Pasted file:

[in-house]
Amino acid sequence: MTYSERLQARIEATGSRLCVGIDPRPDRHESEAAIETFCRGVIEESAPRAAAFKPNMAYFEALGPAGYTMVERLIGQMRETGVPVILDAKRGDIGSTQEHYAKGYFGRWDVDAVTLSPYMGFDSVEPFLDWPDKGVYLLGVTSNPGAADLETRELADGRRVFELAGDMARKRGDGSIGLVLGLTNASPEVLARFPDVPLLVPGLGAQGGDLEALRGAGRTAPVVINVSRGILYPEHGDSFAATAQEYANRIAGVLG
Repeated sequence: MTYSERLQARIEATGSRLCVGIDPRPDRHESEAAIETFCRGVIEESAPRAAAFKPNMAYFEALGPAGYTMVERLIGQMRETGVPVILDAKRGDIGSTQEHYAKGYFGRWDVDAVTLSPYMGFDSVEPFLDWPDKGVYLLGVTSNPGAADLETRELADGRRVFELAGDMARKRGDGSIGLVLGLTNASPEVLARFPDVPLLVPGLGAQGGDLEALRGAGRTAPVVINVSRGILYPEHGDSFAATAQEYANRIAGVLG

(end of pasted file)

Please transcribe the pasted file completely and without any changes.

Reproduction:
[in-house]
Amino acid sequence: MTYSERLQARIEATGSRLCVGIDPRPDRHESEAAIETFCRGVIEESAPRAAAFKPNMAYFEALGPAGYTMVERLIGQMRETGVPVILDAKRGDIGSTQEHYAKGYFGRWDVDAVTLSPYMGFDSVEPFLDWPDKGVYLLGVTSNPGAADLETRELADGRRVFELAGDMARKRGDGSIGLVLGLTNASPEVLARFPDVPLLVPGLGAQGGDLEALRGAGRTAPVVINVSRGILYPEHGDSFAATAQEYANRIAGVLG
Repeated sequence: MTYSERLQARIEATGSRLCVGIDPRPDRHESEAAIETFCRGVIEESAPRAAAFKPNMAYFEALGPAGYTMVERLIGQMRETGVPVILDAKRGDIGSTQEHYAKGYFGRWDVDAVTLSPYMGFDSVEPFLDWPDKGVYLLGVTSNPGAADLETRELADGRRVFELAGDMARKRGDGSIGLVLGLTNASPEVLARFPDVPLLVPGLGAQGGDLEALRGAGRTAPVVINVSRGILYPEHGDSFAATAQEYANRIAGVLG